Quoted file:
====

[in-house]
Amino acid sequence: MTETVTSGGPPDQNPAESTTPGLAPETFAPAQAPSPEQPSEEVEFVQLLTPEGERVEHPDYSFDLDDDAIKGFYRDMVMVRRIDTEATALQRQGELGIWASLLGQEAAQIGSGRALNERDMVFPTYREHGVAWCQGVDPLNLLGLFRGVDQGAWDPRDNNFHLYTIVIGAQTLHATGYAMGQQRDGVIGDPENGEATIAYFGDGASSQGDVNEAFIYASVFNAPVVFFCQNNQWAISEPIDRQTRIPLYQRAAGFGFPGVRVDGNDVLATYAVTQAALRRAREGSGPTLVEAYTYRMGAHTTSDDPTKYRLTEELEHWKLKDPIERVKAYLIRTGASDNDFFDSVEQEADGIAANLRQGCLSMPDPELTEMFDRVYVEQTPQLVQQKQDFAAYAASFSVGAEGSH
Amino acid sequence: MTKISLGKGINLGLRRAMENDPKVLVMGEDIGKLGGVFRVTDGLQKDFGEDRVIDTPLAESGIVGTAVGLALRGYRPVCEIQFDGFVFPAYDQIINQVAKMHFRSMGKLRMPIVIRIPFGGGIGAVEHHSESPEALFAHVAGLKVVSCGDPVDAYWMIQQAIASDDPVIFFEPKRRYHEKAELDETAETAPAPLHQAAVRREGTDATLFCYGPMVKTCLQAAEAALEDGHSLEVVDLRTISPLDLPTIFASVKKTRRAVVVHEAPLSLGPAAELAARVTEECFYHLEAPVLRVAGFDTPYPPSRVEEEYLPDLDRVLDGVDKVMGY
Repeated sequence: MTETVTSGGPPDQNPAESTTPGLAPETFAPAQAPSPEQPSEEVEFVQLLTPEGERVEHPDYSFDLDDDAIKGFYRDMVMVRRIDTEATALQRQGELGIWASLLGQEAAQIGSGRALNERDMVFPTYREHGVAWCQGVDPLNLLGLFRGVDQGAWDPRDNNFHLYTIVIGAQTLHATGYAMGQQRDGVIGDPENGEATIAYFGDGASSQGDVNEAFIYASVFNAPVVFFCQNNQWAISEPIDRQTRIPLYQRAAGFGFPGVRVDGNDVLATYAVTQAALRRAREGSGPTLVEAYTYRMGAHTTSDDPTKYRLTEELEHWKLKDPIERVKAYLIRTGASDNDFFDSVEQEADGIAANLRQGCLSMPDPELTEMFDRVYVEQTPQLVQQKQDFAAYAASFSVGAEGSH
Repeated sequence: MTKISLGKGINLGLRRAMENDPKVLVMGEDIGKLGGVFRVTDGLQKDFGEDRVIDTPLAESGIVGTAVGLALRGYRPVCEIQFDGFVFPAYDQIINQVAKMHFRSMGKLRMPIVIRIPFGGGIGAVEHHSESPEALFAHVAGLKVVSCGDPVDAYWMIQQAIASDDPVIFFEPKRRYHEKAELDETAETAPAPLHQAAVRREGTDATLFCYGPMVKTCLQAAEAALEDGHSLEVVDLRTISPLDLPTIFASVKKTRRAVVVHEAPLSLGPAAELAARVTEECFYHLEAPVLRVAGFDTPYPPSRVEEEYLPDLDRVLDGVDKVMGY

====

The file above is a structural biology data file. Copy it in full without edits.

[in-house]
Amino acid sequence: MTETVTSGGPPDQNPAESTTPGLAPETFAPAQAPSPEQPSEEVEFVQLLTPEGERVEHPDYSFDLDDDAIKGFYRDMVMVRRIDTEATALQRQGELGIWASLLGQEAAQIGSGRALNERDMVFPTYREHGVAWCQGVDPLNLLGLFRGVDQGAWDPRDNNFHLYTIVIGAQTLHATGYAMGQQRDGVIGDPENGEATIAYFGDGASSQGDVNEAFIYASVFNAPVVFFCQNNQWAISEPIDRQTRIPLYQRAAGFGFPGVRVDGNDVLATYAVTQAALRRAREGSGPTLVEAYTYRMGAHTTSDDPTKYRLTEELEHWKLKDPIERVKAYLIRTGASDNDFFDSVEQEADGIAANLRQGCLSMPDPELTEMFDRVYVEQTPQLVQQKQDFAAYAASFSVGAEGSH
Amino acid sequence: MTKISLGKGINLGLRRAMENDPKVLVMGEDIGKLGGVFRVTDGLQKDFGEDRVIDTPLAESGIVGTAVGLALRGYRPVCEIQFDGFVFPAYDQIINQVAKMHFRSMGKLRMPIVIRIPFGGGIGAVEHHSESPEALFAHVAGLKVVSCGDPVDAYWMIQQAIASDDPVIFFEPKRRYHEKAELDETAETAPAPLHQAAVRREGTDATLFCYGPMVKTCLQAAEAALEDGHSLEVVDLRTISPLDLPTIFASVKKTRRAVVVHEAPLSLGPAAELAARVTEECFYHLEAPVLRVAGFDTPYPPSRVEEEYLPDLDRVLDGVDKVMGY
Repeated sequence: MTETVTSGGPPDQNPAESTTPGLAPETFAPAQAPSPEQPSEEVEFVQLLTPEGERVEHPDYSFDLDDDAIKGFYRDMVMVRRIDTEATALQRQGELGIWASLLGQEAAQIGSGRALNERDMVFPTYREHGVAWCQGVDPLNLLGLFRGVDQGAWDPRDNNFHLYTIVIGAQTLHATGYAMGQQRDGVIGDPENGEATIAYFGDGASSQGDVNEAFIYASVFNAPVVFFCQNNQWAISEPIDRQTRIPLYQRAAGFGFPGVRVDGNDVLATYAVTQAALRRAREGSGPTLVEAYTYRMGAHTTSDDPTKYRLTEELEHWKLKDPIERVKAYLIRTGASDNDFFDSVEQEADGIAANLRQGCLSMPDPELTEMFDRVYVEQTPQLVQQKQDFAAYAASFSVGAEGSH
Repeated sequence: MTKISLGKGINLGLRRAMENDPKVLVMGEDIGKLGGVFRVTDGLQKDFGEDRVIDTPLAESGIVGTAVGLALRGYRPVCEIQFDGFVFPAYDQIINQVAKMHFRSMGKLRMPIVIRIPFGGGIGAVEHHSESPEALFAHVAGLKVVSCGDPVDAYWMIQQAIASDDPVIFFEPKRRYHEKAELDETAETAPAPLHQAAVRREGTDATLFCYGPMVKTCLQAAEAALEDGHSLEVVDLRTISPLDLPTIFASVKKTRRAVVVHEAPLSLGPAAELAARVTEECFYHLEAPVLRVAGFDTPYPPSRVEEEYLPDLDRVLDGVDKVMGY